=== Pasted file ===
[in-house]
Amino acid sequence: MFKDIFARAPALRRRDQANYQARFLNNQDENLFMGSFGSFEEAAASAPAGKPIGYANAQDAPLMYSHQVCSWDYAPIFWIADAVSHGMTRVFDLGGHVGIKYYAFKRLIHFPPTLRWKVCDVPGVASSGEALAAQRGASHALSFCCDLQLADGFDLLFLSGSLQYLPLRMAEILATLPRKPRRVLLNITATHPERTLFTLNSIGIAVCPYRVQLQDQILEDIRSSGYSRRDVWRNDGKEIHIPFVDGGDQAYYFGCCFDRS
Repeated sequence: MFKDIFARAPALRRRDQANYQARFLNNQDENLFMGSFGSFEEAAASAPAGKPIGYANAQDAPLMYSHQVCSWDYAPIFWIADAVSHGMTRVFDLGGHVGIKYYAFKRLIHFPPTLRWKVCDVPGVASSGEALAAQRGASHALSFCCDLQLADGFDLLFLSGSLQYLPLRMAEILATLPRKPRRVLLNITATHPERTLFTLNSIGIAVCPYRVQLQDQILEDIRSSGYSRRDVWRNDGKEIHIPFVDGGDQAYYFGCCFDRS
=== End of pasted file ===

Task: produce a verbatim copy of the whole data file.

[in-house]
Amino acid sequence: MFKDIFARAPALRRRDQANYQARFLNNQDENLFMGSFGSFEEAAASAPAGKPIGYANAQDAPLMYSHQVCSWDYAPIFWIADAVSHGMTRVFDLGGHVGIKYYAFKRLIHFPPTLRWKVCDVPGVASSGEALAAQRGASHALSFCCDLQLADGFDLLFLSGSLQYLPLRMAEILATLPRKPRRVLLNITATHPERTLFTLNSIGIAVCPYRVQLQDQILEDIRSSGYSRRDVWRNDGKEIHIPFVDGGDQAYYFGCCFDRS
Repeated sequence: MFKDIFARAPALRRRDQANYQARFLNNQDENLFMGSFGSFEEAAASAPAGKPIGYANAQDAPLMYSHQVCSWDYAPIFWIADAVSHGMTRVFDLGGHVGIKYYAFKRLIHFPPTLRWKVCDVPGVASSGEALAAQRGASHALSFCCDLQLADGFDLLFLSGSLQYLPLRMAEILATLPRKPRRVLLNITATHPERTLFTLNSIGIAVCPYRVQLQDQILEDIRSSGYSRRDVWRNDGKEIHIPFVDGGDQAYYFGCCFDRS